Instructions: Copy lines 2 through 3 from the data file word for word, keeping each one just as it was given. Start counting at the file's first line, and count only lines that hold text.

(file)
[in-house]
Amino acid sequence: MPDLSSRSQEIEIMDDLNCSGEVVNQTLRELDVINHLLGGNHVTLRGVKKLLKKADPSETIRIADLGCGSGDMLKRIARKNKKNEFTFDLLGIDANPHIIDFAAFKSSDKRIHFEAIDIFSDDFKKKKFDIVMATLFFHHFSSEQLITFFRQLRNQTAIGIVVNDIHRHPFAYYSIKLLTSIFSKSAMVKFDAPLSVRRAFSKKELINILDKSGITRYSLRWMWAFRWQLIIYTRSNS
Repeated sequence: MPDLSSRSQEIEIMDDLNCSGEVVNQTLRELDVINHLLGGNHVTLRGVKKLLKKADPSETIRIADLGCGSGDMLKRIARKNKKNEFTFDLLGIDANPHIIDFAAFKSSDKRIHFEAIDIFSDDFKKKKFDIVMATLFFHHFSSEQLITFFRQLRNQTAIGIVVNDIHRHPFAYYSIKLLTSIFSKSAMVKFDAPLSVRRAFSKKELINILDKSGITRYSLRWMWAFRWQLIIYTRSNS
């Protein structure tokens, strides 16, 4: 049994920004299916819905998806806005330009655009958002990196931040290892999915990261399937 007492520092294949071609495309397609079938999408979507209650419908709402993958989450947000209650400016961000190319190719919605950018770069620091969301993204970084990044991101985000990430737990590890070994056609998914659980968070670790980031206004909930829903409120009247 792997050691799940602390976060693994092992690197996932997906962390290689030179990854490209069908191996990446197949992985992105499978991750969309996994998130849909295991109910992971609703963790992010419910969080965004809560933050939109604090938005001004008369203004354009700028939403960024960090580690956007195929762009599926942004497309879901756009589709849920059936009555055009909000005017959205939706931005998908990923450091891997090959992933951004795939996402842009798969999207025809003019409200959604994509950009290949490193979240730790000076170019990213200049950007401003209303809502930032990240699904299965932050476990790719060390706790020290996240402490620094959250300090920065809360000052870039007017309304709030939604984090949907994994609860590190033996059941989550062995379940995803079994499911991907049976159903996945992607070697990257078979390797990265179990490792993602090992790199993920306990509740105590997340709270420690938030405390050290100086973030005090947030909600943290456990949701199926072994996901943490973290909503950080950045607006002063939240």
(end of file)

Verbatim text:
Amino acid sequence: MPDLSSRSQEIEIMDDLNCSGEVVNQTLRELDVINHLLGGNHVTLRGVKKLLKKADPSETIRIADLGCGSGDMLKRIARKNKKNEFTFDLLGIDANPHIIDFAAFKSSDKRIHFEAIDIFSDDFKKKKFDIVMATLFFHHFSSEQLITFFRQLRNQTAIGIVVNDIHRHPFAYYSIKLLTSIFSKSAMVKFDAPLSVRRAFSKKELINILDKSGITRYSLRWMWAFRWQLIIYTRSNS
Repeated sequence: MPDLSSRSQEIEIMDDLNCSGEVVNQTLRELDVINHLLGGNHVTLRGVKKLLKKADPSETIRIADLGCGSGDMLKRIARKNKKNEFTFDLLGIDANPHIIDFAAFKSSDKRIHFEAIDIFSDDFKKKKFDIVMATLFFHHFSSEQLITFFRQLRNQTAIGIVVNDIHRHPFAYYSIKLLTSIFSKSAMVKFDAPLSVRRAFSKKELINILDKSGITRYSLRWMWAFRWQLIIYTRSNS